What you need to know:
- When elephants swallow it, glochids (small spines on the fruit) get lodged in their throats, stomachs or intestines. If they get stuck in the elephants’ mouths, the beasts develop abscesses and eventually starve to death because they can no longer eat,” he says.
- At the Naibunga Conservancy in Laikipia North, the cactus has already taken over about 17,000 acres. Mr Lekurtut says the arid conditions in the vast area have made it easy for the cactus to spread rapidly.
- When herders in the area slaughter a goat, they are puzzled by what eats up the animals’ intestines. He says many cattle, goats, sheep and donkeys have died due to complications caused by eating the cactus.
It is round and comes in different shades of green, covered with spines and hair-like prickles with yellow flowers and a few edible purple-reddish fruits.
These are the traits that biologists say ensure the survival of the Opuntia ficus, an invasive cactus plant that is now considered the second biggest threat to the elephant population in northern Kenya after poaching.
It’s not clear when the plant was introduced in Kenya, but Mzee Loitemu Letiktik, one of the elders in Labarishereki Village on the border of Isiolo and Laikipia counties, says the invasive species, which has taken over their grazing land, was introduced by white colonial farmers who settled in the area in the early 1950s.
Today, the cactus that has long been domesticated for use as a barrier nd liked for its juicy fruits is killing elephants in the two counties and making the environment inhospitable.
Mr Peter Lekurtut, the manager of Oldonyiro Conservancies in Isiolo North, says that in the past five months, six elephants died after eating the plant.
“We do not have an accurate figure, but we can confirm that six elephants died after eating the plant. When elephants swallow it, glochids (small spines on the fruit) get lodged in their throats, stomachs or intestines. If they get stuck in the elephants’ mouths, the beasts develop abscesses and eventually starve to death because they can no longer eat,” he says.
At the Naibunga Conservancy in Laikipia North, the cactus has already taken over about 17,000 acres. Mr Lekurtut says the arid conditions in the vast area have made it easy for the cactus to spread rapidly.
“The plant has taken over our conservancy and is an irritant due to its spines. It prevents access to many areas in the ecosystems, displaces pastoral communities and causes injuries and infection to people, livestock and to other wild animals,” he says.
Mzee Letiktik says when herders in the area slaughter a goat, they are puzzled by what eats up the animals’ intestines. He says many cattle, goats, sheep and donkeys have died due to complications caused by eating the cactus. The situation is made worse by perennial droughts, which reduce food for livestock and wildlife, forcing them to turn to the prickly cactus.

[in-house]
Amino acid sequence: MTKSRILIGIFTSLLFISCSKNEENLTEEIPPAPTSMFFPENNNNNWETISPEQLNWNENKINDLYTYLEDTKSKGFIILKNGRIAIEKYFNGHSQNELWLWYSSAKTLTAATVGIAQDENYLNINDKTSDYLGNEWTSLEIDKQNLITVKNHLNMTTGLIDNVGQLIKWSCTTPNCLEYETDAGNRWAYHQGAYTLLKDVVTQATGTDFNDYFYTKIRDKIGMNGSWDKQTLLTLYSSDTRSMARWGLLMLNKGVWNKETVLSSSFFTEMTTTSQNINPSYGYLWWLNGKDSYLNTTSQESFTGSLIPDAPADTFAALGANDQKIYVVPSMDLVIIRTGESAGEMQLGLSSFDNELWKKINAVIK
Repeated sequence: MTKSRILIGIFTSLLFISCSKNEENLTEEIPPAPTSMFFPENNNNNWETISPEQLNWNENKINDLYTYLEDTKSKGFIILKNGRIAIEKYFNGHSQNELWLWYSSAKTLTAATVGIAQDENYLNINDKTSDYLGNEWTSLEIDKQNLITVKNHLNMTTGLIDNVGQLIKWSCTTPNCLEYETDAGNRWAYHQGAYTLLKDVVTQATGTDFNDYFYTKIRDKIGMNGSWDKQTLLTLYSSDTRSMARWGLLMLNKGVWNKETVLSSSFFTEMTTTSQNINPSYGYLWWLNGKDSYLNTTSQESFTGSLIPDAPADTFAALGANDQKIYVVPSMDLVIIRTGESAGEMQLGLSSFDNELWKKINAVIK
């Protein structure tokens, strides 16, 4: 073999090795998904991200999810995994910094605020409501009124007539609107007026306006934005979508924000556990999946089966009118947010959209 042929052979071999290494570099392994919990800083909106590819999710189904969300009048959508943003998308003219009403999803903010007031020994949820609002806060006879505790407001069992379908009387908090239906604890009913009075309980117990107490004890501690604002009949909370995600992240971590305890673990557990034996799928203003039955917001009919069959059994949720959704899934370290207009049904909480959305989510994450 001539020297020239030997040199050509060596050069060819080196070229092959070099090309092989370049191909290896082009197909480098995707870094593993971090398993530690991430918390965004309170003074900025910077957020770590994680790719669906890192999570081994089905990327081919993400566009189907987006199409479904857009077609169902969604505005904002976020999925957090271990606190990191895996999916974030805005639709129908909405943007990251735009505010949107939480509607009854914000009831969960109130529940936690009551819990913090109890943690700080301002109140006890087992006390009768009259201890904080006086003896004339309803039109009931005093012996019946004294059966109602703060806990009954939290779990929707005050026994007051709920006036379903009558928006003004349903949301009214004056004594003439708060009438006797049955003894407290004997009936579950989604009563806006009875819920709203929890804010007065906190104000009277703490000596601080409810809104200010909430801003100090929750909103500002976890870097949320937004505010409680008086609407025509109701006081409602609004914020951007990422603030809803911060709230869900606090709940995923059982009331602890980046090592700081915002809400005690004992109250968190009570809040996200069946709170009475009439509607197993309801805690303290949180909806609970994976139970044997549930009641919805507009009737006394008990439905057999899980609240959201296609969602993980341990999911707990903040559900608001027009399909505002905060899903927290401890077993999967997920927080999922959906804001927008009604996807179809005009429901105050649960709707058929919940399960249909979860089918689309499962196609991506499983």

Environmental experts say the eradication of any plant depends on factors such as the terrain, cost and availability of labour, severity of the infestation and presence of other invasive species.
But because of the limited resources in the arid and semi-arid lands in the north, controlling the fast spreading cactus is difficult. The possible methods include manual removal, chemical poisoning and biological control.
Elephants in Laikipia and Isiolo roam in big herds from arid landscapes to subtropical forests. They are widespread due to an extensive a community-based conservation strategy supported by a community led, non-governmental organisation, the Northern Rangelands Trust (NRT).
“We have tried manual control but the spines made this difficult,” says Charity Mukono, a communication officer at NRT.
Lewa Conservationist Ian Craig says the cactus is now found in northern Kenya and Tsavo National Park, both of which are suitable habitats for elephants.
“Currently, it’s invading at least two kilometres of habitat per year. It is a real serious threat not only to elephants, but to a wide range of wildlife and plant diversity, especially in the Isiolo, Laikipia and Samburu conservancies,” he says.
Mr Lekurkut says that nomadic pastoralists contribute to the spread of the cactus since most of them use it as fencing to keep wild animals out of their homesteads.
Elephants too, which feed on the juicy fruits of the cactus, scatter fragments of the plants as they roam the grazing lands of Naibunga. When they eat the fruit, the seeds spread through their droppings.
A partnership of scientists from South Africa, conservationists, commercial ranchers and the local communities was formed to find ways of eradicating the cactus. They sought help from the Centre for Agricultural Biosciences International (CABI) — an international non-profit organisation which focuses on agriculture and the environment.
This gave birth to a biological control mechanism, whereby a cochineal, a sap-sucking insect, was introduced in the region; the method that is said to have been effective in controlling the same cactus species in the Kruger National Park in South Africa.
However, local pastoralists say the insect was released in a few areas and now the plant is spreading faster, especially in the mountains and valleys.
“We had hoped that the plant would vanish when the insect was introduced last year. It has destroyed the cactus in some areas but the plant is spreading fast in areas that it had not invaded like mountains and valleys,” says Mzee Letiktik